USAID Mission Director William Hammink’s troubles began shortly before his 2009 arrival in Khartoum, the Sudanese capital; President Omar al-Bashir had just expelled 13 international organizations providing humanitarian assistance in Darfur. While negotiating to permit the return of these organizations, Hammink’s team also had to help a new, inexperienced government in southern Sudan build infrastructure, deliver basic services, and manage the return of tens of thousands of refugees from decades of civil war. The soon-to-be independent country had “not one tarmac road outside of the capital,” Hammink recalled in his ADST oral history.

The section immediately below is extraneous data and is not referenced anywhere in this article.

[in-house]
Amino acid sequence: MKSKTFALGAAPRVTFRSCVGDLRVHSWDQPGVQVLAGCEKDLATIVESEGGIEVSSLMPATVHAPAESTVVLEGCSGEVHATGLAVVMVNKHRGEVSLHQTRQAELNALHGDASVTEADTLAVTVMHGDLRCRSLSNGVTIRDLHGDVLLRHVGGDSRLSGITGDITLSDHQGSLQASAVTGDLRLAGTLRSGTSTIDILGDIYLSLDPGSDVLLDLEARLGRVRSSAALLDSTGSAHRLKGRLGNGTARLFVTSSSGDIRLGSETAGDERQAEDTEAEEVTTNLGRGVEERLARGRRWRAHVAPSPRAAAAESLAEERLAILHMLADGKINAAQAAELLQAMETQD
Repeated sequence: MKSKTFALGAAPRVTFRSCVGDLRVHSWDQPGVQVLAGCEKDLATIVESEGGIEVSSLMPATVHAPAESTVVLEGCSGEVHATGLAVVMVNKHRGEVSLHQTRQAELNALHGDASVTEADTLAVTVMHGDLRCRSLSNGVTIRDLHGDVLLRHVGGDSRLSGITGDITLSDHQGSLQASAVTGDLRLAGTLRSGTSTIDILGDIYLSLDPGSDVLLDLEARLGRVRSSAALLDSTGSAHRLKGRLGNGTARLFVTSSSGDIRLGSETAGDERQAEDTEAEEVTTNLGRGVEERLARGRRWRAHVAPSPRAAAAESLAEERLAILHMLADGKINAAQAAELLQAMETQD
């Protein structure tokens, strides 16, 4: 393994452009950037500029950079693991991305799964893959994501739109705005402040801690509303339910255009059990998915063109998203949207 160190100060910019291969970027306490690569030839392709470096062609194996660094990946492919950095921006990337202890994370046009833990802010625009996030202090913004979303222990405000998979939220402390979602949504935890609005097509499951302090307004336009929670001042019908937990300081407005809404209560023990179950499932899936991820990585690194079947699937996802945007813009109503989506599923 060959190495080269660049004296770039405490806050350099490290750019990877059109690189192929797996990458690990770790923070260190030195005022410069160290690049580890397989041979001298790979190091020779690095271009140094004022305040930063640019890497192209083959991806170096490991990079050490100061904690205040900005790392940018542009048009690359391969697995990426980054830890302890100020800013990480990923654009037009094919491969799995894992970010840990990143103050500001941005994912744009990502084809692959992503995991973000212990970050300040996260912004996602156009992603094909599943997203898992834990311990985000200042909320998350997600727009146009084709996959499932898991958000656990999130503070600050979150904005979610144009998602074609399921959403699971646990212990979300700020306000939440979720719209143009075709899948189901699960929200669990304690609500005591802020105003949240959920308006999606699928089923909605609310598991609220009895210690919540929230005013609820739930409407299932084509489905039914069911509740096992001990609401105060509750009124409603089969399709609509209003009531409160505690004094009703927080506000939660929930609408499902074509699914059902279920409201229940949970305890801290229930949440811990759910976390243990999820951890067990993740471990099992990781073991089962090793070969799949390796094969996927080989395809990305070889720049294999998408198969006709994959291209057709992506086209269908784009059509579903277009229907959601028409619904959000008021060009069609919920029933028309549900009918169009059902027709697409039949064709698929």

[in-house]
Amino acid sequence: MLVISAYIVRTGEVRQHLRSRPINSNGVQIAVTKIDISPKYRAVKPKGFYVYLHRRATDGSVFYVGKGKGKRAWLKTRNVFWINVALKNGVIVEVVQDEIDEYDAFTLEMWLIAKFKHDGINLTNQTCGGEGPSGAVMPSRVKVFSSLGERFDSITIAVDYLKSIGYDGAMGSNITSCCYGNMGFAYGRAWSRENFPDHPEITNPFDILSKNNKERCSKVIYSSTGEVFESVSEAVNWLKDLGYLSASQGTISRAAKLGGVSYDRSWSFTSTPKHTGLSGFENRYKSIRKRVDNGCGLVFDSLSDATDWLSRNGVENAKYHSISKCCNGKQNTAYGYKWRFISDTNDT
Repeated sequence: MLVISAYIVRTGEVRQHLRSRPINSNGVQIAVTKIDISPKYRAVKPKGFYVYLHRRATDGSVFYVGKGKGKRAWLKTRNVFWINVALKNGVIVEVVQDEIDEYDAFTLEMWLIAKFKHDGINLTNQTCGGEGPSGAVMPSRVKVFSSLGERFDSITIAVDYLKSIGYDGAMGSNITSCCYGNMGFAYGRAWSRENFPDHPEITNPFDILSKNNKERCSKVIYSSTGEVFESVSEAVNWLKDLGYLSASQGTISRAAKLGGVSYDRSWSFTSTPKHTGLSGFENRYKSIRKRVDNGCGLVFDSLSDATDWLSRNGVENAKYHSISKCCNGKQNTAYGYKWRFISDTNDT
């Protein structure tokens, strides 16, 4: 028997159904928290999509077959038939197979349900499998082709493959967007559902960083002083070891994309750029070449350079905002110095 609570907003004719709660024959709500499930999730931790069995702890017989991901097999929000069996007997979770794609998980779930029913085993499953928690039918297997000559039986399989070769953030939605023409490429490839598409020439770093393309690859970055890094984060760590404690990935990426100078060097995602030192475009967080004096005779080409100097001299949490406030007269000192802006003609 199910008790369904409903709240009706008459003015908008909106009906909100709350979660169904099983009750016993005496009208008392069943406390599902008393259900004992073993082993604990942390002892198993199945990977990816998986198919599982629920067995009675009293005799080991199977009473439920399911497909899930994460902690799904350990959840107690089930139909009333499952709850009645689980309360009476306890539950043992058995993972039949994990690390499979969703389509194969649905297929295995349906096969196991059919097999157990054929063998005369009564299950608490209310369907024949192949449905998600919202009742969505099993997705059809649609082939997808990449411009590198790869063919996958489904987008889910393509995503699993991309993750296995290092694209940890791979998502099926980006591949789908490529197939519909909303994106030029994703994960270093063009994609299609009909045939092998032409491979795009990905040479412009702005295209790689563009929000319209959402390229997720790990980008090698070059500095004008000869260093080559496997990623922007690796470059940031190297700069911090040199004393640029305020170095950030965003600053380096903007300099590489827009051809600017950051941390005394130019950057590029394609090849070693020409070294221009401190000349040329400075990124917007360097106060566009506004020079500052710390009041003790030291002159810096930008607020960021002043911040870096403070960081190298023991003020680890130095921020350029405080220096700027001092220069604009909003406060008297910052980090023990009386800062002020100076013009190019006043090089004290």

During his time as mission director, Hammink ran large development programs in both Sudan (Khartoum) and southern Sudan (Juba). He also led USAID’s efforts to support the 2011 referendum that marked the birth of South Sudan–the world’s youngest country. Conflict between Sudan and southern Sudan stopped in 2005 with the signing of the Comprehensive Peace Agreement.
William Hammink previously served as a USAID program officer in Swaziland, Senegal, and Madagascar; as deputy director in the West Bank/Gaza strip region; and as mission director in Ethiopia. After Sudan he would direct USAID missions in India and Afghanistan.